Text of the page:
known as mudfever, rainscald, streptotrichosis)
is an ulcerative skin disease caused by the actinomycete Dermatophilus
congolensis and affect mainly equids, sheep and cattle. In temperate
climates the area affected is mainly the distal limb with excessive
feathereing being a contributing factor. In (sub)-tropical the affected
areas can be more wide spread and often affects large dorsal areas.
Symptoms are more severe in these climate regions and incidence
is often increased through arthropod transmission.
moderate climates it is typically a skin disease that affects heavy
horses due to their prominent feathering of the fetlock (and sheep
due to their excessive fleece). However, mudfever is by no means
limited to these breeds and can affect any type of horse. Excessive
exposure to moisture is thought to be the main contributer to the
onset of the disease, making stable and pasture management a main
factor in prevention. There also appears to be individual variation
in susceptibility to mudfever, resulting in repeated re-infection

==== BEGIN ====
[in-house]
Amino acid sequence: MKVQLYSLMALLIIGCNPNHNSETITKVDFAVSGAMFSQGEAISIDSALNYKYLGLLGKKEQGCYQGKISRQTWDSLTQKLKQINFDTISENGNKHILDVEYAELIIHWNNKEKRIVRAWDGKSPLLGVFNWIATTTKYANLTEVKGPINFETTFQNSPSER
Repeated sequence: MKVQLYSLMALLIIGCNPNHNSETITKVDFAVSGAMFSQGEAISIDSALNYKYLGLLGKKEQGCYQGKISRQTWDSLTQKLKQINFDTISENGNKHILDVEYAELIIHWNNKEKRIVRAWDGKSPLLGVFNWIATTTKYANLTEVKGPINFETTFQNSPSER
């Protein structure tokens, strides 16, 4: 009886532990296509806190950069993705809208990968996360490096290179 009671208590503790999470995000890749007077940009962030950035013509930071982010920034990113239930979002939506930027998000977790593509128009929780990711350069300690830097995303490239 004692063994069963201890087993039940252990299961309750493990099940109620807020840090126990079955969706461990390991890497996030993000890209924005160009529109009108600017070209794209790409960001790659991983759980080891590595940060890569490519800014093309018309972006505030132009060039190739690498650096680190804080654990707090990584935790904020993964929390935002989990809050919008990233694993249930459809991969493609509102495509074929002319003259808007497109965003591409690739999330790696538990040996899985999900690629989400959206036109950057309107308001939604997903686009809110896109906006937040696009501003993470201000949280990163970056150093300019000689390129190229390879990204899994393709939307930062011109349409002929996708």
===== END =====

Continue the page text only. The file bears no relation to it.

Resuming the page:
of patients whilst others on the same yard remain unaffected.
is usually on the basis of reducing the exposure to excessive humidity
and allowing the skin to heal. However, this can be assisted by
clipping of fetlocks and removing excessive scabbing allowing the
skin to be exposed to drying conditions. Particular must be taken
to prevent clipper damage to the skin.
can be further assisted by application of barrier creams or antimicrobials.
Howvever, the effectiveness against this relatively tough micro-organism
should not be assumed as fact.
research focuses on the testing of herbal treatments of D.congolensis
and the development of an effective anti-microbial preventative
and treating cream for mudfever in horses.
For more information on D.congolensis and Mudfever